“This is not the first time that health facilities have been targeted, and it is unacceptable,” the ministry said of the damage to Al Dorra Pediatric Hospital, which it said caused panic and confusion.
Hecht added that the military was looking into the reports of damage to the hospital. Residents in Gaza surveyed destruction at the site of a nearby Israeli attack in Gaza City, where an airstrike bore massive holes into the dirt, charred cars and blew out windows.
The current round of violence began Wednesday after Israeli police twice raided the Al-Aqsa Mosque. That led Thursday to rocket fire from Gaza and, in a significant escalation, the barrage from Lebanon.
The Israeli military said it would hold Lebanon accountable for rockets fired from its territory. Lebanese caretaker Defense Minister Maurice Slim, in a meeting with his Italian counterpart, promised Friday that the Lebanese army was working to “control security and maintain stability and calm in the south.”
Tensions have simmered along the Lebanese border in recent weeks as Israel appears to have ratcheted up its shadow war against Iranian-linked targets in Syria, another close ally of Iran, Israel’s archenemy in the region.
Suspected Israeli airstrikes in Syria in recent weeks have killed two Iranian military advisers and temporarily put the country’s two largest airports out of service. Hecht, the military spokesman, said Thursday’s rocket fire was not believed to be connected to events in Syria.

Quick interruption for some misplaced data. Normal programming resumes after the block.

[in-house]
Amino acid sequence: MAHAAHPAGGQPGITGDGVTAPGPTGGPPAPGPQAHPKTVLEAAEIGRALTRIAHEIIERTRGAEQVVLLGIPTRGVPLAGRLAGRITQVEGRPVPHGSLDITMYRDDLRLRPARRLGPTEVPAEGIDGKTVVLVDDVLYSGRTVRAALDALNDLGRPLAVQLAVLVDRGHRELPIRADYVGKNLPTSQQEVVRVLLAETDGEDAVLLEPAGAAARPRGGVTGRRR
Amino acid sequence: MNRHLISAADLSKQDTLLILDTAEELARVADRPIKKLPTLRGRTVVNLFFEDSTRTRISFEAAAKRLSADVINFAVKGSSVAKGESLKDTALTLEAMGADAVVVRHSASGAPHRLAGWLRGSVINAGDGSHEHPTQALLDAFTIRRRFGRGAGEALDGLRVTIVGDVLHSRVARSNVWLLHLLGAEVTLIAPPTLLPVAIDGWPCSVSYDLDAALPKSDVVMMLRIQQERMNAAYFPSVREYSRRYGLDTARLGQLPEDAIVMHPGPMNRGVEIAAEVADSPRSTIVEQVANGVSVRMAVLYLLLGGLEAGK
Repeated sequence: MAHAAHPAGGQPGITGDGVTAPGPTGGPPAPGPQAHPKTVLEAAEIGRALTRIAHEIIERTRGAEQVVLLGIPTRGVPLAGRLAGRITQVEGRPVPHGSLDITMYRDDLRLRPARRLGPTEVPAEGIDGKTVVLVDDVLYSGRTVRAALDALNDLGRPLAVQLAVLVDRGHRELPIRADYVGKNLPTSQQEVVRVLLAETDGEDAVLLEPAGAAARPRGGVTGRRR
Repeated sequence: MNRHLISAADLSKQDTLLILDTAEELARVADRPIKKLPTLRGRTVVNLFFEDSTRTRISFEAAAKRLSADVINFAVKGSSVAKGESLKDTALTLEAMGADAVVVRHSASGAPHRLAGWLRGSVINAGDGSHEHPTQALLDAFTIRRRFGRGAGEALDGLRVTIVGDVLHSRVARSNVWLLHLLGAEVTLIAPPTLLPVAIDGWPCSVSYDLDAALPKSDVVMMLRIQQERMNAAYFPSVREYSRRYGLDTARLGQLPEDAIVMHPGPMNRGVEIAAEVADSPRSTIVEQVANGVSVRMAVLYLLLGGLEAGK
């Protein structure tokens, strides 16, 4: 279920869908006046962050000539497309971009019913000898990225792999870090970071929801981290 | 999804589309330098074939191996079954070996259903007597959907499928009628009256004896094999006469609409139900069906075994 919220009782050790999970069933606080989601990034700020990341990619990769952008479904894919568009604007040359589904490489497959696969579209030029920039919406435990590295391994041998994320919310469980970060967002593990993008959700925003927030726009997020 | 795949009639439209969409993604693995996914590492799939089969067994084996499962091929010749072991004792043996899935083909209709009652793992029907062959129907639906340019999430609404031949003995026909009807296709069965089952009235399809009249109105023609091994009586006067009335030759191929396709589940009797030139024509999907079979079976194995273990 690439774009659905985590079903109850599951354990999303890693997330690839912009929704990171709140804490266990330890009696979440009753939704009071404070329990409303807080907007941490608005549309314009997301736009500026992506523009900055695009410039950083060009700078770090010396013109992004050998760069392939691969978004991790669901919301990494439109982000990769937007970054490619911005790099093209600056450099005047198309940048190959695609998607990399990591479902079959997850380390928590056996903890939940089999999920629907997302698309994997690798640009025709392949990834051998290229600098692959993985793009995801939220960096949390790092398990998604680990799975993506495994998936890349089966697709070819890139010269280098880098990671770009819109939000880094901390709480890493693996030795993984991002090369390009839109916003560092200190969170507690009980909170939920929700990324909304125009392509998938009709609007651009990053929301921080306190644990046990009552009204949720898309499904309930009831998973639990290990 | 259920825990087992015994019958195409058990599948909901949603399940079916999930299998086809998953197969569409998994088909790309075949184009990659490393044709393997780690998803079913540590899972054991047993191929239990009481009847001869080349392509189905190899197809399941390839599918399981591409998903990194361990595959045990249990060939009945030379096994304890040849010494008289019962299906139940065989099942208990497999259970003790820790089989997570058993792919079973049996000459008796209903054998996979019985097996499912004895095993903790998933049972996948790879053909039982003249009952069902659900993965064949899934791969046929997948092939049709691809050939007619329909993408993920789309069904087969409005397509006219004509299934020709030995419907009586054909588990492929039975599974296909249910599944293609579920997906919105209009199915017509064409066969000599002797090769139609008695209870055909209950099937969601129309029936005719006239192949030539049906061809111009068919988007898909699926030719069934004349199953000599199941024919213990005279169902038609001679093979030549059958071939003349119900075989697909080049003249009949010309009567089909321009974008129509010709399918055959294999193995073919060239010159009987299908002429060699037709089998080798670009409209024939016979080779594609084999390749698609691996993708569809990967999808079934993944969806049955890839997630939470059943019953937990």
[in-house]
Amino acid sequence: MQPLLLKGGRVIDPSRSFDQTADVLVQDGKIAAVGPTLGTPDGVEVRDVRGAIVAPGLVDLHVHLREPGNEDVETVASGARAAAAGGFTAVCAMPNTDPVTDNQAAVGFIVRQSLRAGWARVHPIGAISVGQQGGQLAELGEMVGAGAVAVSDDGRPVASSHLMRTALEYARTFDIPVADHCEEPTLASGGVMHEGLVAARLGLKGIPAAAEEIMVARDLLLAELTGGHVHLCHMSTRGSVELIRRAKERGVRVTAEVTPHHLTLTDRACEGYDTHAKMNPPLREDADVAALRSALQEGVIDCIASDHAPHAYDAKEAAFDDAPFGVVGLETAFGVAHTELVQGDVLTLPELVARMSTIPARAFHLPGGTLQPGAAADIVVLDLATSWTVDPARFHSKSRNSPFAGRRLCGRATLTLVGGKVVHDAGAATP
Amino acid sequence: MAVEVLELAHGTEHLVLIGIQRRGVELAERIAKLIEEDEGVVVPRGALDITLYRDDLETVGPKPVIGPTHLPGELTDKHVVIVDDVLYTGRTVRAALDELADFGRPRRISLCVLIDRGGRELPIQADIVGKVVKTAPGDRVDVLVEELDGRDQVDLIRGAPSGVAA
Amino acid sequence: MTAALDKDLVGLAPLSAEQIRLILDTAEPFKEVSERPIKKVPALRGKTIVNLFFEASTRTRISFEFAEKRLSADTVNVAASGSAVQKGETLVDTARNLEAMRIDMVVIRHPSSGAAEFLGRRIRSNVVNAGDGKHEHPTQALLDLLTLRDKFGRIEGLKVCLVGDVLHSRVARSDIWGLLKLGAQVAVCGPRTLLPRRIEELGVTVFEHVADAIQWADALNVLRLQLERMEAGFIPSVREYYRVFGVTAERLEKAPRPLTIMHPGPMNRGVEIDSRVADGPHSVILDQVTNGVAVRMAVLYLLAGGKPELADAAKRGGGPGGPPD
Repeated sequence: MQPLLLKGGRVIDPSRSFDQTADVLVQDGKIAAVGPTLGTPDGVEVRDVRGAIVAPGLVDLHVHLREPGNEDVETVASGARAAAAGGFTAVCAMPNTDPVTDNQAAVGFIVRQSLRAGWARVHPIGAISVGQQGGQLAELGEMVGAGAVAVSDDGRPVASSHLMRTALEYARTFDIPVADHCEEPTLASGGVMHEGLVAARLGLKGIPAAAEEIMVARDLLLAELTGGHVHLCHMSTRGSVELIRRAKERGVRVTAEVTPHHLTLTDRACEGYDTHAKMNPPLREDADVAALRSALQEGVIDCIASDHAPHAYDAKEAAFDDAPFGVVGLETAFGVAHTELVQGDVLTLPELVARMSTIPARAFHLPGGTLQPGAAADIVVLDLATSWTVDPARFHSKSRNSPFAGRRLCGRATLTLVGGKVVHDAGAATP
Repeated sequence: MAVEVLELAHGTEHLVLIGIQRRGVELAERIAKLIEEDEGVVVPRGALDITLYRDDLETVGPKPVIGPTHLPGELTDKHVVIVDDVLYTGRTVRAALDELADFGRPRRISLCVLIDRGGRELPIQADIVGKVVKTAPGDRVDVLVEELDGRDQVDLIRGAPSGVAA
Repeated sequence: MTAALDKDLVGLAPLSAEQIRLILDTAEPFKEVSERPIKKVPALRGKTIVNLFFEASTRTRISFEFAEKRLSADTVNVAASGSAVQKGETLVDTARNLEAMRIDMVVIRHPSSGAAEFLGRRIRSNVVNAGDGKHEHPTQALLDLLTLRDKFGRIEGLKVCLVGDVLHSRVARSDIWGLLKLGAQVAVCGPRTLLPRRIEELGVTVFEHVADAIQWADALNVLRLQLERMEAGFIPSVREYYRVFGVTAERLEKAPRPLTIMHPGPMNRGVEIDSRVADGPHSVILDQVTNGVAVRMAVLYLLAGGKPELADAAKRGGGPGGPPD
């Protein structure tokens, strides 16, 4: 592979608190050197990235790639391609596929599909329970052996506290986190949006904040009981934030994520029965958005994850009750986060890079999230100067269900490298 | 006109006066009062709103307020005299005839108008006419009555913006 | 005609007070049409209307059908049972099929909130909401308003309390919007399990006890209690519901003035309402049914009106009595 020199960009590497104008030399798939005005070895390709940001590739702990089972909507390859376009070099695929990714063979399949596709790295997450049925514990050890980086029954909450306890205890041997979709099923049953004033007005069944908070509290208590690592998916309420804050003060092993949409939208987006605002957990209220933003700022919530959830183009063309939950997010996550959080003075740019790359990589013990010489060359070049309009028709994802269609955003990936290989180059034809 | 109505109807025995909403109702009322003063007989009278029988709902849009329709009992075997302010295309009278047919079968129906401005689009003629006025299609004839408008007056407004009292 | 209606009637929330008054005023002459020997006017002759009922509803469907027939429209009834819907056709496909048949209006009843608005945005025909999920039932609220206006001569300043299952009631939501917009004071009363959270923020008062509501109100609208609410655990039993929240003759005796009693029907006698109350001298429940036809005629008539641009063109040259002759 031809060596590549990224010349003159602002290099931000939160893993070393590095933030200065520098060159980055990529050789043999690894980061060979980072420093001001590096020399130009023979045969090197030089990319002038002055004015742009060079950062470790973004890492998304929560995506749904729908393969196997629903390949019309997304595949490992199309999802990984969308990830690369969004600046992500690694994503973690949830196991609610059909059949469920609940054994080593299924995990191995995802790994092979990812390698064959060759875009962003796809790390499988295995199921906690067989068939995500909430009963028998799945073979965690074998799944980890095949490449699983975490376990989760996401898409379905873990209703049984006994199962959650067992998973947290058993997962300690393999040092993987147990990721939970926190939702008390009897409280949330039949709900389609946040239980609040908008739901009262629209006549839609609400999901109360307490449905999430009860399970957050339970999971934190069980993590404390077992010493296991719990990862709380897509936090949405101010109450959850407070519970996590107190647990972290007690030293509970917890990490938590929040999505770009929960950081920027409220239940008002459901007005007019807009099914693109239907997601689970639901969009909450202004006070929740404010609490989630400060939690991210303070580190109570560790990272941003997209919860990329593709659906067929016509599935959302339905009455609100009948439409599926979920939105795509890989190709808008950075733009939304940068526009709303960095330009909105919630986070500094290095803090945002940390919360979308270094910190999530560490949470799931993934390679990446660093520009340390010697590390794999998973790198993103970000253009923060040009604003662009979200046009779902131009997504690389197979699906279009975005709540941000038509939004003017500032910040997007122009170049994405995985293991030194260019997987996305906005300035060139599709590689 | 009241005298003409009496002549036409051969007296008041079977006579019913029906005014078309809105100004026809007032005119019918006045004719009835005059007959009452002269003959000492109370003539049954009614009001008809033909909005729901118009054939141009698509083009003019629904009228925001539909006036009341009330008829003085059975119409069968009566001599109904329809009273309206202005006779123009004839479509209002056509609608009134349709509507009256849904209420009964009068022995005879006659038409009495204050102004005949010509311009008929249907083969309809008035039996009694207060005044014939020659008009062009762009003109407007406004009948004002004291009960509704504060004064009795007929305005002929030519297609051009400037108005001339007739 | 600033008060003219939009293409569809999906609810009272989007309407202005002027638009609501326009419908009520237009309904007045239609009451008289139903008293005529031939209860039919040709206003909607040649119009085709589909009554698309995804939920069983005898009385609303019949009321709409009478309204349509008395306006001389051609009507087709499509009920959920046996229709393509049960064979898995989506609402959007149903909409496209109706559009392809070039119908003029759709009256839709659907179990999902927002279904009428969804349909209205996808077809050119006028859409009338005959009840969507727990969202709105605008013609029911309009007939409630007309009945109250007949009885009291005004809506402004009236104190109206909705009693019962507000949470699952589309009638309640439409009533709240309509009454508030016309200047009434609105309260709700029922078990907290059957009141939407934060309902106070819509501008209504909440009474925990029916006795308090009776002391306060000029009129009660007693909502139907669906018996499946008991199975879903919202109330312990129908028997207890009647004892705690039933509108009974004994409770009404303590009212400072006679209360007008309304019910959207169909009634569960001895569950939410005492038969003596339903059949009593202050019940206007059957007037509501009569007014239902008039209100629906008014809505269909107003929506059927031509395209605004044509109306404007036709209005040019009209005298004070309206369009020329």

“It’s Hamas-dominant,” Hecht said, referring to the targets of the Israeli airstrikes both in Lebanon and Gaza.
In Jerusalem, even as calm returned to at Al-Aqsa a few hours after the burst of violence, the situation remained tense ahead of midday Friday prayers.
For the previous two nights, Palestinians have barricaded themselves in the mosque with stones and firecrackers. Israeli police have fired stun grenades and rubber bullets to evict the worshippers. On Tuesday, Israeli police fiercely beat Palestinians and arrested over 400 people, stoking rage across Arab towns in Israel, the occupied West Bank and the Gaza Strip.
Israeli authorities control access to the site, but the compound is administered by Islamic and Jordanian officials.
Associated Press writer Abby Sewell in Beirut contributed to this report.